The next step to marketing success is establishing clear and achievable marketing and advertising goals. For those struggling with how to start, Ross suggests that a shop’s goals might be based on reaching a certain sales volume or increasing monthly car count.
“Those goals will help you determine what it will take to get there,” says Ross. “Many shop owners want to be a million-dollar shop or a $2 million-plus shop, but they are not staffed for that goal or they don’t market their business to reach these goals. What kind of staffing will it take to reach those goals? Do you have the right people in-house already, or do you have to go hire them? What kind of budget will you need? Which marketing platforms fit well with your goals and will help you meet those goals in a timely manner?”
Part of setting goals is understanding where your marketing dollars will go. Ross says every shop owner should understand which dollars will help sales directly, and which dollars will go more toward growing brand awareness. All marketing partners should be able to show their return to the shop owner in order to justify the market spend.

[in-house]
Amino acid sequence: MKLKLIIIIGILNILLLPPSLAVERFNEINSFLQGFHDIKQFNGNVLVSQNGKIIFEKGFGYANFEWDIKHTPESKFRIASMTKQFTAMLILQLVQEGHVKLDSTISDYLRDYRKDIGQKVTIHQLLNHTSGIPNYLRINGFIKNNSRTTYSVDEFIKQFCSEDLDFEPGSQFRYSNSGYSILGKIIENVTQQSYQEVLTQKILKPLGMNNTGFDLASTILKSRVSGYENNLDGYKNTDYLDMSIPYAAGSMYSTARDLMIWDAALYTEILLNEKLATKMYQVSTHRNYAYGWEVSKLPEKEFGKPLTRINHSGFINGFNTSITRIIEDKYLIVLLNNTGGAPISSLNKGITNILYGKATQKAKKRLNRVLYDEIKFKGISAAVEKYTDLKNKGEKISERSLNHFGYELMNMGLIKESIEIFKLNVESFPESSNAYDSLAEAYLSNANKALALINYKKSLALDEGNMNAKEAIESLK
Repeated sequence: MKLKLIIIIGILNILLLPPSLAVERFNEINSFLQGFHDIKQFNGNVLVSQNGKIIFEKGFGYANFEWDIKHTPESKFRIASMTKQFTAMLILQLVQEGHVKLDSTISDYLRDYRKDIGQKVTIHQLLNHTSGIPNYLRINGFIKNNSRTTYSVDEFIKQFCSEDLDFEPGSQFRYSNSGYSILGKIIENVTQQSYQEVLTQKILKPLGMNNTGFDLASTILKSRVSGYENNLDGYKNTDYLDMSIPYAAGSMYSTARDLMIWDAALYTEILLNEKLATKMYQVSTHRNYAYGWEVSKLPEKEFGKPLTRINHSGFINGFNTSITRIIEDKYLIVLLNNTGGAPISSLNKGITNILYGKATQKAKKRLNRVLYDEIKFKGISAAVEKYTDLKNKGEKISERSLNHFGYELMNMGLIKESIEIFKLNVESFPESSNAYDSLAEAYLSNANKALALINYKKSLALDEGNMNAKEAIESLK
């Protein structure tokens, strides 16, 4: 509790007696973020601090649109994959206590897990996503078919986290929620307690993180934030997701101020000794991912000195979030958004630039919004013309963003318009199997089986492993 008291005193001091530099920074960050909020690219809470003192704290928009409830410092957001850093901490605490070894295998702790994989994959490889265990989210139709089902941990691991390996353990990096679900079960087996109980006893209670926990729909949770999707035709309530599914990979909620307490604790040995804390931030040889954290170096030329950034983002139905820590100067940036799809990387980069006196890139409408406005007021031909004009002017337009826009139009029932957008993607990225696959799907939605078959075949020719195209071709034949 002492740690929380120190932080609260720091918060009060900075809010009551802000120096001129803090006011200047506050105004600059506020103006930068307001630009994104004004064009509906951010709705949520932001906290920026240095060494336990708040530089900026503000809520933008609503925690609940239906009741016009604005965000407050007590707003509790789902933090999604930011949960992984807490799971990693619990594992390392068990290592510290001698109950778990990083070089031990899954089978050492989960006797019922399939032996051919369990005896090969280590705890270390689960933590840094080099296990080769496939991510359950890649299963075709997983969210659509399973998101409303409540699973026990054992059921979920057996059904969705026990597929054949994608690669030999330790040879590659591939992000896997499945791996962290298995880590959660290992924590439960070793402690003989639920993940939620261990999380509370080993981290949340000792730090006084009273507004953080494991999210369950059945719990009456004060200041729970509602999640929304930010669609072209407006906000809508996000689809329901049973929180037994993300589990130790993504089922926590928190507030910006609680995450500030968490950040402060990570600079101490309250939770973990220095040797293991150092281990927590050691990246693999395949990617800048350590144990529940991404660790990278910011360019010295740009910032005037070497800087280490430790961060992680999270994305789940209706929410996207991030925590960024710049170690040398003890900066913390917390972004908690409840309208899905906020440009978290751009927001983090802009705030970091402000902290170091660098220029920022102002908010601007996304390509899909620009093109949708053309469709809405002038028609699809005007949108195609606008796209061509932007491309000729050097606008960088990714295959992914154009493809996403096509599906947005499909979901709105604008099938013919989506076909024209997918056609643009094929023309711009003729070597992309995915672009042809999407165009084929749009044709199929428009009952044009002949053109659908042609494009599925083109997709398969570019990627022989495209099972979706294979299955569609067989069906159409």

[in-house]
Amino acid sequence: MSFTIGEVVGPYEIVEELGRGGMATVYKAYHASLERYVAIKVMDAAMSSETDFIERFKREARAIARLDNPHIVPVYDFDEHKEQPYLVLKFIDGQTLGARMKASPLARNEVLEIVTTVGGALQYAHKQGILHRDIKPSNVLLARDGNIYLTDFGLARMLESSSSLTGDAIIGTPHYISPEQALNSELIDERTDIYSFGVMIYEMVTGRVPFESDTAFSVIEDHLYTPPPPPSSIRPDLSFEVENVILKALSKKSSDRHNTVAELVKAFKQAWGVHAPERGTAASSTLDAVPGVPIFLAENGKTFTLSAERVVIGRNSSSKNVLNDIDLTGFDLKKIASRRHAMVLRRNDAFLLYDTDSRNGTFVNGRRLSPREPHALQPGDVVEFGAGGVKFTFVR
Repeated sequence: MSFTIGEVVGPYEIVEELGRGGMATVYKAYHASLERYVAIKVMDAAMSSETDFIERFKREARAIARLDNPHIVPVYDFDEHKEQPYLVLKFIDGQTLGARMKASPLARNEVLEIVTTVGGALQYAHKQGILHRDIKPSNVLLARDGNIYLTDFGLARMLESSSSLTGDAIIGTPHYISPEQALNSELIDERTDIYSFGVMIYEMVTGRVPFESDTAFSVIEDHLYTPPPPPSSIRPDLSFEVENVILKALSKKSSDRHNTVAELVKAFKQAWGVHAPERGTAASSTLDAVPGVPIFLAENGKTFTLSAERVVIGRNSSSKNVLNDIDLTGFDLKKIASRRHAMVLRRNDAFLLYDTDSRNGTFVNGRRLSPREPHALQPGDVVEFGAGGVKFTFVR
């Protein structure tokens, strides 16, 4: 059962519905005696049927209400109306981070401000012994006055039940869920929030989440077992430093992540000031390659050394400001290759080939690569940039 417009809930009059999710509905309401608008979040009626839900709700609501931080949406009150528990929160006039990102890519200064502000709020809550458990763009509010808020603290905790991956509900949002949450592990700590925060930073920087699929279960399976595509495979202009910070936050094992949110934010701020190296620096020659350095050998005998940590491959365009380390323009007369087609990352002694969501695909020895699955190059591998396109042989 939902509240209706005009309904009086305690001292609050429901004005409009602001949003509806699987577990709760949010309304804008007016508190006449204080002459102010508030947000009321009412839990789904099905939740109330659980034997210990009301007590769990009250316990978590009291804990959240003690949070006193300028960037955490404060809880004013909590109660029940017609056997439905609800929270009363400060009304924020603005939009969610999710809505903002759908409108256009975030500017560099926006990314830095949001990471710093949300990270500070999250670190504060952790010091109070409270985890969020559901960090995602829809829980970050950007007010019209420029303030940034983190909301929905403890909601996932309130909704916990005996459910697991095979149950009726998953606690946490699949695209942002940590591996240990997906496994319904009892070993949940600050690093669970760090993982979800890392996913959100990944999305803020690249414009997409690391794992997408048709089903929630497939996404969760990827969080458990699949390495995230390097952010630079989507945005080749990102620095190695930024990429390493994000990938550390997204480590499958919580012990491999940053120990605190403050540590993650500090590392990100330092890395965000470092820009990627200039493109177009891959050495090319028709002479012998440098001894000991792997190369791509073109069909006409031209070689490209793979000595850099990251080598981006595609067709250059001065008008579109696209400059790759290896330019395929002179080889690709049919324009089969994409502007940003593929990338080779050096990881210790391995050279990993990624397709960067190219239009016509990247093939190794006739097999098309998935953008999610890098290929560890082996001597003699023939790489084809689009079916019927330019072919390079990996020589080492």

Have A Website
This one may seem fairly obvious, but Ross says many shop owners still don’t fully understand the power of a quality website.
“It doesn’t have to be super expensive and have all the shiny bells and whistles, with dozens of pages. Think about it: How many customers really go in-depth on a website? A simple landing page with clear information that is easy to navigate can be one of the most powerful marketing tools a shop can have,” Ross says.
Identify Your Platforms
Notice that we said platforms – not a singular platform. More important, Ross notes, is to make sure the platform you choose has quality tracking ability.
“Whatever tactic you decide to use, make sure that your investment is measurable,” Ross explains. “Is your return on investment measured in car count? Is it measured in brand awareness? Some dollars will not lead to sales directly, but those dollars still can help grow your business. You simply have to understand where those dollars are going and what kind of work they’re putting in for you.”